Caring from a distance

COVID-19 and Caring for One Another

This is not the March Madness most of us anticipated. However, the Covid-19 pandemic offers God’s people a unique privilege and responsibility of pointing everyone to Jesus as humanity’s only hope.  We have a new normal for what appears to be at least a few months in time. 

Seven simple ways we can care for those around us during the Covid-19 outbreak

  1. Provide care and prayer “visits” via phone, email, Skype, or Facebook. Allow the Holy Spirit to guide you to people in your network of friends, relatives, neighbors, and colleagues to simple, loving words and acts. I’ve had more phone and facetime interaction over the past few days than I had in three months prior. (Colossians 4:5-6)
  2. Communicate hope in Christ to those around you. Post Scripture and other positive words, promoting faith, not fear, and prayer over worry. People are being inundated by negative messages all day. You can be a light of hope to them. (1 Peter 3:15)
  3. Your small group, the body of Christ, should continue to meet to encourage each other in the Word regularly through creative means. Yesterday our group met via conference call; next week we will graduate to Zoom. I’m not a techy person, but I’m learning fast! (Hebrews 10:23-25)
  4. Ramp up your time with Jesus in the Bible. Do not neglect your meeting with him. My kids are sharing group family texts of encouraging Scriptures and applications, as the Spirit strengthens them from their daily time with God. (John 8:31-32)
  5. Maintain a generous spirit. My wife Dianne and I plan to continue supporting all ministries at their current levels; only if we experience actual reduction of income will we consider proportionally reduced giving. Our faith is being tested, brothers and sisters. Do we really believe that the unseen world is permanent and the visible one is temporal? (Matthew 6:19-21)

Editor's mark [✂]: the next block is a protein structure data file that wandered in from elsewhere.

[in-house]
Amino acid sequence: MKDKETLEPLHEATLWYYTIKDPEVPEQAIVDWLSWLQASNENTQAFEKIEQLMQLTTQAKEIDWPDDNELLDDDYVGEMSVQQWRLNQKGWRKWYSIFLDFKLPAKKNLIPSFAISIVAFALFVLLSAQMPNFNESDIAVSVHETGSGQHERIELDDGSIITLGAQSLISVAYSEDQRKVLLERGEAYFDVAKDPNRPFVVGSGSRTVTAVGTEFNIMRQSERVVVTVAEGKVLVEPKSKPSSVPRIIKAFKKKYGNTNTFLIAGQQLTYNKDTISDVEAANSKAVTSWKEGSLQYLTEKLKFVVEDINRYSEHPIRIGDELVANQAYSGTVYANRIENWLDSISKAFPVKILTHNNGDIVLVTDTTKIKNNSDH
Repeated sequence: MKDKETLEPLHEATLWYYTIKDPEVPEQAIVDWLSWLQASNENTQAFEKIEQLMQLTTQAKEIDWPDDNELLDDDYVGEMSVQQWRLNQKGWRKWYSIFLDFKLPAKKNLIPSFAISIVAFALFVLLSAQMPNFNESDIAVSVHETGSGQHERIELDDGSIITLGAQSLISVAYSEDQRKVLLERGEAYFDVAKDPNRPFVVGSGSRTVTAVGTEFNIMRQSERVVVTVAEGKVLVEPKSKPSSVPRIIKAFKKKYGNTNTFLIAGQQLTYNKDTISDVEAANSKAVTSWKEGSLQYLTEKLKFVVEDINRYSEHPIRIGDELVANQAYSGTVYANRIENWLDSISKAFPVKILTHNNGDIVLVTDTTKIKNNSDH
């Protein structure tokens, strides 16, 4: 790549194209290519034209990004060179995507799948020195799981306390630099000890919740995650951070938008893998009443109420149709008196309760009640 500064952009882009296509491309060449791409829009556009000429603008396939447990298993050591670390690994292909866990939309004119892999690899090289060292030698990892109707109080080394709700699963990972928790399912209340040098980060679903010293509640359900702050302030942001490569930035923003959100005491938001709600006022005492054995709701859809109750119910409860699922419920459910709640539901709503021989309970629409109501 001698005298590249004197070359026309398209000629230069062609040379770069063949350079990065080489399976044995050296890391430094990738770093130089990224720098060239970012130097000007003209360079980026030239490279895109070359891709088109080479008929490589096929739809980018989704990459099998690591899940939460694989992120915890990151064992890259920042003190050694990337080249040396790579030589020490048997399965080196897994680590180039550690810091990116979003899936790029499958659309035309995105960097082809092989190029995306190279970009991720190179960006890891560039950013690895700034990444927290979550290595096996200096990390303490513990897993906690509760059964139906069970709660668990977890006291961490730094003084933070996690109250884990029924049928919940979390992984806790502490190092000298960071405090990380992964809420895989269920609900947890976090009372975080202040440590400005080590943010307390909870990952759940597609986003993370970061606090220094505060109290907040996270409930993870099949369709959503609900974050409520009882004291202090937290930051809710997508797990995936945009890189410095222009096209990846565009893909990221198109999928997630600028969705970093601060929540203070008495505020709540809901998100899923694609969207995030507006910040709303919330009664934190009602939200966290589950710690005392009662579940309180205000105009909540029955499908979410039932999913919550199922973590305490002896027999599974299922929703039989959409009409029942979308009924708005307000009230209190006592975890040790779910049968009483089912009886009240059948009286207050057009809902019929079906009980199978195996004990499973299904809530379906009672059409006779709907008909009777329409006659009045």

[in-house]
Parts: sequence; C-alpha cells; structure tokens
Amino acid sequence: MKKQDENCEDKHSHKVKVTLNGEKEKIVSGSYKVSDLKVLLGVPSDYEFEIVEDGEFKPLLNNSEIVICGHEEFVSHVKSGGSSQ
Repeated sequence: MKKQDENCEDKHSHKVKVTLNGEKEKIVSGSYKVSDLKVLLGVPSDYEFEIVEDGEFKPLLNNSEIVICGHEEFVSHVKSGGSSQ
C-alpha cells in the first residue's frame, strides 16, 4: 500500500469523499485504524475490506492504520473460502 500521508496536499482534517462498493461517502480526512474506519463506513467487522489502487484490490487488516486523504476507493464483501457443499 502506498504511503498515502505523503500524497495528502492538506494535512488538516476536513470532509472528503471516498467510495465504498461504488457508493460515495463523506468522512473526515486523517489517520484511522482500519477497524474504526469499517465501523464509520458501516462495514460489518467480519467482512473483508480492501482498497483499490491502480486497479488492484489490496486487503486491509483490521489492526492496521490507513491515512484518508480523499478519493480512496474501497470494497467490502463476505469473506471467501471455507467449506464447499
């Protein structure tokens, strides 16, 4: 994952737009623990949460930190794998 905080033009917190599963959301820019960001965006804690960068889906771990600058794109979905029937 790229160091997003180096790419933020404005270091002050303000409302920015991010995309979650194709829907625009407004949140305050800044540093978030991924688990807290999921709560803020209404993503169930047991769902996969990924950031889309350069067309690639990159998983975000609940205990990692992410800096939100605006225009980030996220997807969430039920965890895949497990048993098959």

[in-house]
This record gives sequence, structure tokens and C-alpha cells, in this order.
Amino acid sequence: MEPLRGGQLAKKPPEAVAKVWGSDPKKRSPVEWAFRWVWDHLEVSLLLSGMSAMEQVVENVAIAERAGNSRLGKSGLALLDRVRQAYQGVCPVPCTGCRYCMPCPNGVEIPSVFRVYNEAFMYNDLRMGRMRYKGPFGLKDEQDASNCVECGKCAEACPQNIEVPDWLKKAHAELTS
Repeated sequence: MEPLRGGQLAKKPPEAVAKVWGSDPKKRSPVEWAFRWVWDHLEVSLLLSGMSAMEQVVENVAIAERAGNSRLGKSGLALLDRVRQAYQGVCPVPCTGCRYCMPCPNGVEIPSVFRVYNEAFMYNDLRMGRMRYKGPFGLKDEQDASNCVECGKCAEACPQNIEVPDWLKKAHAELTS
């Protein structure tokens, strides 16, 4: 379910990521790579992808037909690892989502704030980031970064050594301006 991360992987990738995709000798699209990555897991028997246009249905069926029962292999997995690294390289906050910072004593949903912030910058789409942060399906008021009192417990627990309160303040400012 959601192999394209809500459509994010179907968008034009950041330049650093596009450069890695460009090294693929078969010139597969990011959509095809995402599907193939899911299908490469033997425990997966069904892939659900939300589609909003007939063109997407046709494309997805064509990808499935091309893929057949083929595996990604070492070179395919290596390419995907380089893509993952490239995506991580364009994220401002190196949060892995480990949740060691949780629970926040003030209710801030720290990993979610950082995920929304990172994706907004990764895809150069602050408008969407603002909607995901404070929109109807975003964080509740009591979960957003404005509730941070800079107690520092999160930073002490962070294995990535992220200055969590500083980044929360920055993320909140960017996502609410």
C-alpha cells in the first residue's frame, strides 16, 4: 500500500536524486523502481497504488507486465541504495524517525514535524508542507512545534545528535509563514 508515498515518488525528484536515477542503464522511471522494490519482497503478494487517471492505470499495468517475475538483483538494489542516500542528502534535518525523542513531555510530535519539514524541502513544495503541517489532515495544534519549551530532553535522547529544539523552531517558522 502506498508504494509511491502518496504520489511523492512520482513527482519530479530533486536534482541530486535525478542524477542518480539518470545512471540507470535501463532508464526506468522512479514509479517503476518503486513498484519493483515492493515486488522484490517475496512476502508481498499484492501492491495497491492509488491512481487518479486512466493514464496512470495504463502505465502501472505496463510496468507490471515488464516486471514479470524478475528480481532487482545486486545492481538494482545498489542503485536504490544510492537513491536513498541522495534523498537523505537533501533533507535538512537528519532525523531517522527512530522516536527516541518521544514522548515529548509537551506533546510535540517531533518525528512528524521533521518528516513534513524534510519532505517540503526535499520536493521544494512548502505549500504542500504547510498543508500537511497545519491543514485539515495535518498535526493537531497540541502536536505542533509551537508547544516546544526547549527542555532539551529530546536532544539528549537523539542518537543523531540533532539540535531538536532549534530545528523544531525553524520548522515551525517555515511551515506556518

6. Meet practical needs of those around you, in faith, sharing ourselves and our stuff when we are most tempted to cloister and hoard. Adhering to recommended health practices is wise, but let’s face it: we can’t cover every contingency. Meaningful life is risky. God may on occasion ask you to reach beyond your comfort zone. And that extra toilet paper you bought? Be open to God’s gentle voice telling you to share. The generous one will prosper (Proverbs 11:25). (Galatians 6:9-10)
  7. Respect where many are coming from. If it weren’t for Christ, I would be seriously worried; there is every human reason for people without Jesus to worry. By being empathetic and compassionate we can enter people’s world, as Jesus did. I find myself praying often throughout the day (even more than pre-Covid-19). When prompted by the Spirit, offer to pray for those who express fear and worry, and trust God to give you the words. (Philippians 4:4-9)

I find myself often wishing this mad trial was over, but then the Spirit reminds me that this is God’s time to shine through his glorious bride by offering real and lasting help and hope to our broken world. Few ways are more effective than providing practical care in Jesus’ name.

What do you think?

Comment and let us know what you think.

4 thoughts on “Caring from a distance”

    1. Right on point Larry….For such a time as this we believers are to more than ever be the light to those all around us.
      Social media makes it so easy to spread God’s Word and encourage each other.
      ” Be still and know that I am God” can be practiced by everyone now without excuse as activities have all but come to a halt.
      Blessings and thank you for this posting……..

    2. Thanks, Gloria! Keep praying and looking for creative ways to serve others around us. A neighbor put a postcard in the mailboxes on our street offering for their two high school age youth (low risk of Covid) to run errands for higher risk people. Simple care!

  1. Amen! All glory to God during these times . Each-day I’m searching him more and more and this is where my peace comes from. I thank him for my children, even in darkness I see Gods grace and mercy.

    Thank you Larry

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